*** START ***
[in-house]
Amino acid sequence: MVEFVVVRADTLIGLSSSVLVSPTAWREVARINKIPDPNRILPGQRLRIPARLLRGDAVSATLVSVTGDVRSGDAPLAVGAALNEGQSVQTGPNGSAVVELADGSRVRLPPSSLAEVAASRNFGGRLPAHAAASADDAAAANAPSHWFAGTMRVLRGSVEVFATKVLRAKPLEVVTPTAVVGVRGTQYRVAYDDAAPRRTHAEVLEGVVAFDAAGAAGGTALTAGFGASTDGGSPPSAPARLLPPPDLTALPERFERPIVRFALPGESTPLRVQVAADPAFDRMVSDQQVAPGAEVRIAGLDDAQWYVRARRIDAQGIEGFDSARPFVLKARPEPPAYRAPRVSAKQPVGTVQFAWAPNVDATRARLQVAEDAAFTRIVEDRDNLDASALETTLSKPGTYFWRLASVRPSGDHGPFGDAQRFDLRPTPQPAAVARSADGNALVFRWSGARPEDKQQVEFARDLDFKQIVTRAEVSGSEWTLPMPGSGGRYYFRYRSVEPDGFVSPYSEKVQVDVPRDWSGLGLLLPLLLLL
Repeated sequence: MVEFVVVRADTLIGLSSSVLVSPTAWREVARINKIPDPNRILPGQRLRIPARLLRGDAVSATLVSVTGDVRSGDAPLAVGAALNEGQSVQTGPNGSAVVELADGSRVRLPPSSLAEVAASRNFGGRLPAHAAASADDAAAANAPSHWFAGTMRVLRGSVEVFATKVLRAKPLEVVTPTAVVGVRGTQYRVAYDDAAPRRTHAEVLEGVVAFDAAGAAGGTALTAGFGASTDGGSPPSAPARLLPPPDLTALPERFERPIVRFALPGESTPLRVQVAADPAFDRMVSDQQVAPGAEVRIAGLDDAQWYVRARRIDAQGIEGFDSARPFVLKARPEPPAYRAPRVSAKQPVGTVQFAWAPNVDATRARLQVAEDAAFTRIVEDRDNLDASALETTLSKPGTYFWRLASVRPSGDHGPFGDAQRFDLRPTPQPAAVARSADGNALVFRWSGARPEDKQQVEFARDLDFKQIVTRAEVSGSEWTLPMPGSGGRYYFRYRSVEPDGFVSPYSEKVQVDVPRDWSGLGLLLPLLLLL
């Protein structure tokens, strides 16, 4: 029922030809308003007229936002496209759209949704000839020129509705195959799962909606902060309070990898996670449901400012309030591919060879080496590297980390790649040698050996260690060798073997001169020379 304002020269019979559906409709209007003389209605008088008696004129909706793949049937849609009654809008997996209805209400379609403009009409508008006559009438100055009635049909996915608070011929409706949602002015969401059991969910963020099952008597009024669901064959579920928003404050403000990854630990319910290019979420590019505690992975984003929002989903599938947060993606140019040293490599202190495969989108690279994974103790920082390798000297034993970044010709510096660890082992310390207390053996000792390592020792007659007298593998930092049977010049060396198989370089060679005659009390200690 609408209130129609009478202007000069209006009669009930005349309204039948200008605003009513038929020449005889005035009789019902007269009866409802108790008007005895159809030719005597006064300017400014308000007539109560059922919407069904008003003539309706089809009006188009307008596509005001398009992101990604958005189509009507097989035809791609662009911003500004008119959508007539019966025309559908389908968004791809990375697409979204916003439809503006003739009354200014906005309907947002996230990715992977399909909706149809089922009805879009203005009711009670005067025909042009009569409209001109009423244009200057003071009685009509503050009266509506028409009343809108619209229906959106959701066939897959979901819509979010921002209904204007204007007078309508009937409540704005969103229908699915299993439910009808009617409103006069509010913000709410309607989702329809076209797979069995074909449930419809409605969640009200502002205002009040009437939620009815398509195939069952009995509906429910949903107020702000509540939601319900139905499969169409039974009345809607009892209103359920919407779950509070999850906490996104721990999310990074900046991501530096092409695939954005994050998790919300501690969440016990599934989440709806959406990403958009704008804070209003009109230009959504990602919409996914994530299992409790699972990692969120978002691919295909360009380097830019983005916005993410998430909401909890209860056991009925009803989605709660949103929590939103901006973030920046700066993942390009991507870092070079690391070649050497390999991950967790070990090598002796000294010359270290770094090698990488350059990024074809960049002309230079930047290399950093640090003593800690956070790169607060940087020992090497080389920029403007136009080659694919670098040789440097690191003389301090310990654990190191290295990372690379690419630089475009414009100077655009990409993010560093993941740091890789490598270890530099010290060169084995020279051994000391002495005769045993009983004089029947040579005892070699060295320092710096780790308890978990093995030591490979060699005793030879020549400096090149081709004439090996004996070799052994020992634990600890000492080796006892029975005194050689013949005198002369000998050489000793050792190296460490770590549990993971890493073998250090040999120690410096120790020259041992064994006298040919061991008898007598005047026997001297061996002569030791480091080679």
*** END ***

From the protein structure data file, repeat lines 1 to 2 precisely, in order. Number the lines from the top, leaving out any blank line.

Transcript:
[in-house]
Amino acid sequence: MVEFVVVRADTLIGLSSSVLVSPTAWREVARINKIPDPNRILPGQRLRIPARLLRGDAVSATLVSVTGDVRSGDAPLAVGAALNEGQSVQTGPNGSAVVELADGSRVRLPPSSLAEVAASRNFGGRLPAHAAASADDAAAANAPSHWFAGTMRVLRGSVEVFATKVLRAKPLEVVTPTAVVGVRGTQYRVAYDDAAPRRTHAEVLEGVVAFDAAGAAGGTALTAGFGASTDGGSPPSAPARLLPPPDLTALPERFERPIVRFALPGESTPLRVQVAADPAFDRMVSDQQVAPGAEVRIAGLDDAQWYVRARRIDAQGIEGFDSARPFVLKARPEPPAYRAPRVSAKQPVGTVQFAWAPNVDATRARLQVAEDAAFTRIVEDRDNLDASALETTLSKPGTYFWRLASVRPSGDHGPFGDAQRFDLRPTPQPAAVARSADGNALVFRWSGARPEDKQQVEFARDLDFKQIVTRAEVSGSEWTLPMPGSGGRYYFRYRSVEPDGFVSPYSEKVQVDVPRDWSGLGLLLPLLLLL